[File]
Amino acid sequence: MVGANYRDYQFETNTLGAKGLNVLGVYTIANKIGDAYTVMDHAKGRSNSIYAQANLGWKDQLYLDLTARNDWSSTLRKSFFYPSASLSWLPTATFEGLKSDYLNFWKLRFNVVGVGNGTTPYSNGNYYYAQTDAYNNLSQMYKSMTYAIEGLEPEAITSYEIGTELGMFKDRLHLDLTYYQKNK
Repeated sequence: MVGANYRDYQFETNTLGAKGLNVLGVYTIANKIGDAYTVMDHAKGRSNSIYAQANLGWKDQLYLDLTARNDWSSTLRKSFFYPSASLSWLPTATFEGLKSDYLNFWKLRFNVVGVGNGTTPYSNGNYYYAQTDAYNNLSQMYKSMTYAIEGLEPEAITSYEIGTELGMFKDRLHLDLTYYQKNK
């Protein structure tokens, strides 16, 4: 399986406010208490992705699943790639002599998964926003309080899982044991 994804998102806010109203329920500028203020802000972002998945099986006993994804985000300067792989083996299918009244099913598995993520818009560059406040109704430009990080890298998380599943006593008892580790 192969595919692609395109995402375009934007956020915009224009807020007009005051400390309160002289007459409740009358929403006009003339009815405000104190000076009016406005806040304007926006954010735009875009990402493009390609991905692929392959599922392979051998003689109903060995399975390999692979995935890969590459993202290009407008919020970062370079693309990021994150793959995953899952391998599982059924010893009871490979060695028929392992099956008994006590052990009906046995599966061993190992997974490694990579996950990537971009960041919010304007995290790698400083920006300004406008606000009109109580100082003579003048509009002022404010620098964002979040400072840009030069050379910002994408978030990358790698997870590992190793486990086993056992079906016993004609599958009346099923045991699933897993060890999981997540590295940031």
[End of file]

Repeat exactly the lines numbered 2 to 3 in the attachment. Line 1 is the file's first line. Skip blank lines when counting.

Repeated sequence: MVGANYRDYQFETNTLGAKGLNVLGVYTIANKIGDAYTVMDHAKGRSNSIYAQANLGWKDQLYLDLTARNDWSSTLRKSFFYPSASLSWLPTATFEGLKSDYLNFWKLRFNVVGVGNGTTPYSNGNYYYAQTDAYNNLSQMYKSMTYAIEGLEPEAITSYEIGTELGMFKDRLHLDLTYYQKNK
């Protein structure tokens, strides 16, 4: 399986406010208490992705699943790639002599998964926003309080899982044991 994804998102806010109203329920500028203020802000972002998945099986006993994804985000300067792989083996299918009244099913598995993520818009560059406040109704430009990080890298998380599943006593008892580790 192969595919692609395109995402375009934007956020915009224009807020007009005051400390309160002289007459409740009358929403006009003339009815405000104190000076009016406005806040304007926006954010735009875009990402493009390609991905692929392959599922392979051998003689109903060995399975390999692979995935890969590459993202290009407008919020970062370079693309990021994150793959995953899952391998599982059924010893009871490979060695028929392992099956008994006590052990009906046995599966061993190992997974490694990579996950990537971009960041919010304007995290790698400083920006300004406008606000009109109580100082003579003048509009002022404010620098964002979040400072840009030069050379910002994408978030990358790698997870590992190793486990086993056992079906016993004609599958009346099923045991699933897993060890999981997540590295940031």